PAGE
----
The Bartlett Development Planning Unit


DPU Working Paper - No. 216

Exploring Interlinkages – Impact of Energy Poverty on Students in Punjab, Pakistan

Illustration of someone sitting under a book, reading the page with a lamp like reading a book under the covers at night

26 June 2024

By Raana Hameed

This paper seeks to explore the impacts of energy poverty on students in Punjab, Pakistan. Energy poverty is currently one of the biggest challenges in Punjab, however, there are inherent limitations in the way energy poverty is being conceptualised within policy. Despite increasing severity, it is yet to be acknowledged as a separate form of poverty in the country and policy direction has been geared towards progress on the SDG indicators. While being data intensive, SDG indicators do not expand on interlinkages between energy and education in a meaningful way thus, no datasets are available to inform coherent cross-sectoral policy making.

Punjab is the most populous province of Pakistan housing 110 million people, approximately 53% of the total national population. Hosting the largest portion of the national population places a significant responsibility on the government to ensure adequate provision of services in both energy and education sectors. However, energy poverty is worsening with time in terms of accessibility, affordability, reliability, and quality. On the other hand, intensifying energy poverty is increasing the vulnerabilities of students by adversely impacting their learning environment and inhibiting realisation of the long-term capabilities that are crucial for their well-being and development. However, inter-sectoral linkages between energy and education have remained unexplored in the policy documents of the province.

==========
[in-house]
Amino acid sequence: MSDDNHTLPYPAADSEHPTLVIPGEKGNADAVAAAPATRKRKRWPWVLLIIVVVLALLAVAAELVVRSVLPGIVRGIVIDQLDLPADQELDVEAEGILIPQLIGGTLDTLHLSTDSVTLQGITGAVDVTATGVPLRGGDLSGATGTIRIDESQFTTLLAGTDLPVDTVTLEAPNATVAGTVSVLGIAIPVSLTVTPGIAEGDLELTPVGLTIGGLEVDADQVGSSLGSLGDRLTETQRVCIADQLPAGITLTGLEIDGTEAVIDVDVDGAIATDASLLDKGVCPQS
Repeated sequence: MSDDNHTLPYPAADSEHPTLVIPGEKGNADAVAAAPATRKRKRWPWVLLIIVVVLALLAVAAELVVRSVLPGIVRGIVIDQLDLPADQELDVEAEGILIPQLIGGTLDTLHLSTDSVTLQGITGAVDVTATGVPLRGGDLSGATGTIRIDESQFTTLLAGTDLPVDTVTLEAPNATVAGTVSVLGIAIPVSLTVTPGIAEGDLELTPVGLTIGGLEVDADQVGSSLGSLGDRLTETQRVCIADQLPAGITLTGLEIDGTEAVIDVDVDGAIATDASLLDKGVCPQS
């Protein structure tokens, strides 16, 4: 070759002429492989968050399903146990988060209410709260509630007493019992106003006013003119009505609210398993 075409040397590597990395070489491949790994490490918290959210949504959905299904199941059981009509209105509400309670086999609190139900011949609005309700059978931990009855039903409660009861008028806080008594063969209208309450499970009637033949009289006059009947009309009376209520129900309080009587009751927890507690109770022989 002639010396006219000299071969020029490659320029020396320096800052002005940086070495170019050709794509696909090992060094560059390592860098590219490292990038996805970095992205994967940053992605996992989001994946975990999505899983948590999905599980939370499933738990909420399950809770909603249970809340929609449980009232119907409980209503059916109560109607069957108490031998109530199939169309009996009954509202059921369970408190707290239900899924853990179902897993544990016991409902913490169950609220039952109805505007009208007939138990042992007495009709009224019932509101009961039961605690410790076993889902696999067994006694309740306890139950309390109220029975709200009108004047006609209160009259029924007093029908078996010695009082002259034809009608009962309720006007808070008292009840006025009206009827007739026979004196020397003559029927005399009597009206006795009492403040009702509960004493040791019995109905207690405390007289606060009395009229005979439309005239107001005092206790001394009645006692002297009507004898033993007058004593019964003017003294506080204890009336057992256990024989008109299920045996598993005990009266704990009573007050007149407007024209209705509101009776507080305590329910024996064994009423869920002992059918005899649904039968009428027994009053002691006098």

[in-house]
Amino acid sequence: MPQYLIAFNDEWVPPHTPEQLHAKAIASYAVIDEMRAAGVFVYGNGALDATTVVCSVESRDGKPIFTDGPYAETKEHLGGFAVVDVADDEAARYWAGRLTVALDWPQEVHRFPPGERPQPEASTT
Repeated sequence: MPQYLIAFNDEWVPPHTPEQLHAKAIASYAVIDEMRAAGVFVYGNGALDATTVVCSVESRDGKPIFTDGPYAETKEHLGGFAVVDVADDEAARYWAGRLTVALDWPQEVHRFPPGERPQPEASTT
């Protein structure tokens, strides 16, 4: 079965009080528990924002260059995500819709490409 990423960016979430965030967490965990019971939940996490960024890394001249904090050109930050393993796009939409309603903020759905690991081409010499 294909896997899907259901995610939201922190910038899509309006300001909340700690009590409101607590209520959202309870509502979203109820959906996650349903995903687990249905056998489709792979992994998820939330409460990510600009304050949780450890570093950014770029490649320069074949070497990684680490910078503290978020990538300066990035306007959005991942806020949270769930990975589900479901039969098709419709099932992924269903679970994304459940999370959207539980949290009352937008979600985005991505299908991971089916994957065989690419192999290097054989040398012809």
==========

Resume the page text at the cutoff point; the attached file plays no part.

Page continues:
Using the theoretical lens of Martha Nussbaum’s Central Capabilities Approach, the study examines how these deficiencies translate on ground by investigating inter-sectoral linkages through a student-centred perspective. A comprehensive understanding of these interlinkages can serve as a foundation for implementing transformative strategies, potentially leading to significant enhancements in students’ educational achievements.

This study is qualitative and draws on secondary data from newspaper reports, government reports, journal articles and socio-economic surveys to analyse the subject. The findings of the study reveal that energy poverty is creating and reinforcing circumstances of deprivation for students through decreased physical and affordable access to modern energy services within home and school settings. This has long term implications for development and realisation of capabilities in students and by extension, for the human development prospects of the province.

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